A Taylor, Jr
Outlook Reexamined for 2009: “Early Bird”
Issue W • January 2010
This is the "Early Bird" version of the Reexamined Outlooks. This issue is more or less for the record and repeats or expands on what has already appeared on the Basics Mines Update blog. The mineral and metal commodities covered on this website represent narrow slices of the minerals and metals industry but are representative of the entire minerals and metals industry and even of much of the U.S. and world economy. Dimension stone, bismuth, graphite, and indium are all alike in 2009 in having a terrible year without any precedent in history. Some of the statistical trends for the covered commodities suggest that 2010 could be better.
The demand statistics and other items are being released on the Basics Mines Update blog earlier and more frequently; this blog can be found on http://basicsmines-update.blogspot.com, replacing some of these issues.
The dimension stone outlook for 2009: The Overall (U.S.) Dimension Stone Production-Demand Index (sales) in 2009 appear likely to be down 33% from 328 (semifinal) in 2008 to 219 (semifinal) for 2009. The biggest market sector in 2009 is granite countertops, the index for which has been down 36% from 2008 (observers indicate sales are likely to be down 30% from 2008). The Demand Index for Granite Countertops was 948 in 2008 (semifinal), and 606 in 2009 (semifinal). The Granite and Marble Tile Demand Index in 2009 is down 34% from 2008. The Demand Index for Granite and Marble Tile was 429 in 2008 (semifinal), and 283 in 2009 (semifinal). Domestic monumental granite sales in 2009 are down 9% from 2008. Indiana limestone 2009 sales are down 8% from 2008, 2009 domestic slate sales down 4%, and 2009 sandstone sales are down 14% or so from 2008.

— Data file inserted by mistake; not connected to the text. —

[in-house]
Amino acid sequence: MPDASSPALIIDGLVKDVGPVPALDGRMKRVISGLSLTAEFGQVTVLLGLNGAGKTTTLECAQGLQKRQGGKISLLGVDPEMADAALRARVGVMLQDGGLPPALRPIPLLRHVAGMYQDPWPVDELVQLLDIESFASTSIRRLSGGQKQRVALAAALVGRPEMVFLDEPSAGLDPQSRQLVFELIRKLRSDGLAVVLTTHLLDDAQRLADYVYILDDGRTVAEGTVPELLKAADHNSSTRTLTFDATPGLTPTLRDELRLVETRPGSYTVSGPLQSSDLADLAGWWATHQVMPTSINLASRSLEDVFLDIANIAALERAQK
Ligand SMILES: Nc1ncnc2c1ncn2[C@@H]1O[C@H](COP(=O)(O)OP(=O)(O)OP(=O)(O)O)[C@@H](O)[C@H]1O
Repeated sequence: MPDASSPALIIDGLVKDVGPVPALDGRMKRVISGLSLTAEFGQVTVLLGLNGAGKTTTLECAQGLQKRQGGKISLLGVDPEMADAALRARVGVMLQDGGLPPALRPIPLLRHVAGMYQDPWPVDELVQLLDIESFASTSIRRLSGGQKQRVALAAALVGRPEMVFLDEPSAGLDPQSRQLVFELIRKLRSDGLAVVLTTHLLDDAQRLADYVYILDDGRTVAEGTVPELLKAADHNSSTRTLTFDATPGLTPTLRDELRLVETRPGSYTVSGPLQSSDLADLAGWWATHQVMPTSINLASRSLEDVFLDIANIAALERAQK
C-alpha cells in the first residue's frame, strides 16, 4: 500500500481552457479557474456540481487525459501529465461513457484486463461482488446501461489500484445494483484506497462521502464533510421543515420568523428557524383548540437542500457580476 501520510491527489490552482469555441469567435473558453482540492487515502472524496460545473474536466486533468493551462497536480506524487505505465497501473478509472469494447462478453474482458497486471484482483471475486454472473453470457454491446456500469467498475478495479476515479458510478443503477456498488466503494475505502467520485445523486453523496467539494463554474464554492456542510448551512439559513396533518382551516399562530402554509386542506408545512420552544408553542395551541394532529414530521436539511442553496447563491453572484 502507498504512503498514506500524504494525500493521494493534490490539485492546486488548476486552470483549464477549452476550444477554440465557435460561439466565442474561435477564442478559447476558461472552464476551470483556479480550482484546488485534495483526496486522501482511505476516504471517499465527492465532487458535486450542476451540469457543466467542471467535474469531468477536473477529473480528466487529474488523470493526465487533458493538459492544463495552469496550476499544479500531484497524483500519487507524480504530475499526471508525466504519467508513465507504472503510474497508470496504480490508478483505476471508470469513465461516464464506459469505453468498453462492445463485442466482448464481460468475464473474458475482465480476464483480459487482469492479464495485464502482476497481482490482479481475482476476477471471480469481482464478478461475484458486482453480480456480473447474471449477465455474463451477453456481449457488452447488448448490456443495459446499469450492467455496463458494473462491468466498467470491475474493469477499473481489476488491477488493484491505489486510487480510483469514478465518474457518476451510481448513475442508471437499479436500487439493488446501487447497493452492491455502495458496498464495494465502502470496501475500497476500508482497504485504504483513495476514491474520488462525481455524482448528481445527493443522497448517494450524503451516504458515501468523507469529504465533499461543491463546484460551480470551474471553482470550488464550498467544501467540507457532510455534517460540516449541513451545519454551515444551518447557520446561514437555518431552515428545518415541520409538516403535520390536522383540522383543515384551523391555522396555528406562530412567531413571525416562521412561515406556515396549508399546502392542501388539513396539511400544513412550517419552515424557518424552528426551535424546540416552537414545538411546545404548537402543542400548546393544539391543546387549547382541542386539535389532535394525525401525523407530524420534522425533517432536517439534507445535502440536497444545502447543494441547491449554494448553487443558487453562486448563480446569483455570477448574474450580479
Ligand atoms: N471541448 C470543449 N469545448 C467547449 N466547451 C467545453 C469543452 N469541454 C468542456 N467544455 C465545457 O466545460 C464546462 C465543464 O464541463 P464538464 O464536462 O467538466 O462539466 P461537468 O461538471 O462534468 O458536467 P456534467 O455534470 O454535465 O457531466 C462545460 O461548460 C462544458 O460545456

The 2009 outlook for natural graphite looks very bad, in the absence of most statistical information. The U.S. graphite import statistics have been close to the same for 2006, 2007, and 2008, but 2009 imports appear to be down 40%-45% from 2008. Aside from this, there is much less data; the USGS 2008 graphite consumption statistics are not published yet. The GAN observers expect drops in overall 2009 graphite consumption of 30% to 35% from 2008, with consumption in graphite-containing refractories down 50% and consumption in graphite foil-expanded graphite uses down 40%-50%.
The 2009 outlook for bismuth looks very discouraging. January-November U.S. 2009 import data dropped around 40% from same period 2008, suggesting a major drop in annual U.S. demand. Demand (U.S. consumption) by quarter in 2008-09 YTD held up the best for the uses in chemicals, next for metallurgical additives, and worst for bismuth alloys. Total 2008 U.S. consumption dropped 11% from 2007, and the 2008 World Bismuth Demand Index (2004=100) dropped 55% from 2007, or from 122 in 2007 to 55 in 2008. The NY Dealer Price for bismuth metal did not change dramatically from January 2009, drifting down to $7 per lb. in summer 2009 and recovering to almost $9 in November 2009. The Customer-Input Price for bismuth drifted around the $26-$27 per kg. range in 2009, from around $29 in November-December 2008; the 2009 monthly Customer-Input prices for bismuth metal are on customer-inputprices.blogspot.com
For indium, the 2009 outlook for world ITO demand is likely to be down 30% from 2008, and 2009 North American ITO demand appears close to level with 2008; 2010 could be better. World 2009 demand for indium alloys and solders appears to be up a few percent from 2008. World solar cell plants are likely to have used 35 to 45 tonnes of indium in 2009, which could double in 2010.
The demand and other statistics are being updated more frequently on Basics/Mines blog, replacing some of these issues.
For more detail see the specific commodity issues:
Basics/Mines provides news and expertise on four mineral commodities, dimension stone, graphite, bismuth, and indium.